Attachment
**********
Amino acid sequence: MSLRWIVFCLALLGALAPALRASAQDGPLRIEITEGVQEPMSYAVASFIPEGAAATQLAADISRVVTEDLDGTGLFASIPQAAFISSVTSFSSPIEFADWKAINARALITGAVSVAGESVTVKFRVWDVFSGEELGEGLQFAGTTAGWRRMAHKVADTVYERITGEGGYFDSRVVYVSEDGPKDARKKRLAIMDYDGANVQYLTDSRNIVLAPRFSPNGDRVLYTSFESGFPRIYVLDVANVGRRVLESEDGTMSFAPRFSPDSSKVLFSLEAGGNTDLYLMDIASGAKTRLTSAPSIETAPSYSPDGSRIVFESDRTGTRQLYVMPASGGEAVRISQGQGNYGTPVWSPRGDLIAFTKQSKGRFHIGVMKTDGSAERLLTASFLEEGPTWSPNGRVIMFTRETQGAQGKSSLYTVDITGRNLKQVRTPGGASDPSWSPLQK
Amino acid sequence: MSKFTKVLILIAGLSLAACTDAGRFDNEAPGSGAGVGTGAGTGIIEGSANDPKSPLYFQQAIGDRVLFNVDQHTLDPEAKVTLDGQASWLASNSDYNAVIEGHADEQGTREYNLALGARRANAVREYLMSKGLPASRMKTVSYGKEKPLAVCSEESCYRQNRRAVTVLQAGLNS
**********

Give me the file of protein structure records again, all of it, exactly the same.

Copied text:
Amino acid sequence: MSLRWIVFCLALLGALAPALRASAQDGPLRIEITEGVQEPMSYAVASFIPEGAAATQLAADISRVVTEDLDGTGLFASIPQAAFISSVTSFSSPIEFADWKAINARALITGAVSVAGESVTVKFRVWDVFSGEELGEGLQFAGTTAGWRRMAHKVADTVYERITGEGGYFDSRVVYVSEDGPKDARKKRLAIMDYDGANVQYLTDSRNIVLAPRFSPNGDRVLYTSFESGFPRIYVLDVANVGRRVLESEDGTMSFAPRFSPDSSKVLFSLEAGGNTDLYLMDIASGAKTRLTSAPSIETAPSYSPDGSRIVFESDRTGTRQLYVMPASGGEAVRISQGQGNYGTPVWSPRGDLIAFTKQSKGRFHIGVMKTDGSAERLLTASFLEEGPTWSPNGRVIMFTRETQGAQGKSSLYTVDITGRNLKQVRTPGGASDPSWSPLQK
Amino acid sequence: MSKFTKVLILIAGLSLAACTDAGRFDNEAPGSGAGVGTGAGTGIIEGSANDPKSPLYFQQAIGDRVLFNVDQHTLDPEAKVTLDGQASWLASNSDYNAVIEGHADEQGTREYNLALGARRANAVREYLMSKGLPASRMKTVSYGKEKPLAVCSEESCYRQNRRAVTVLQAGLNS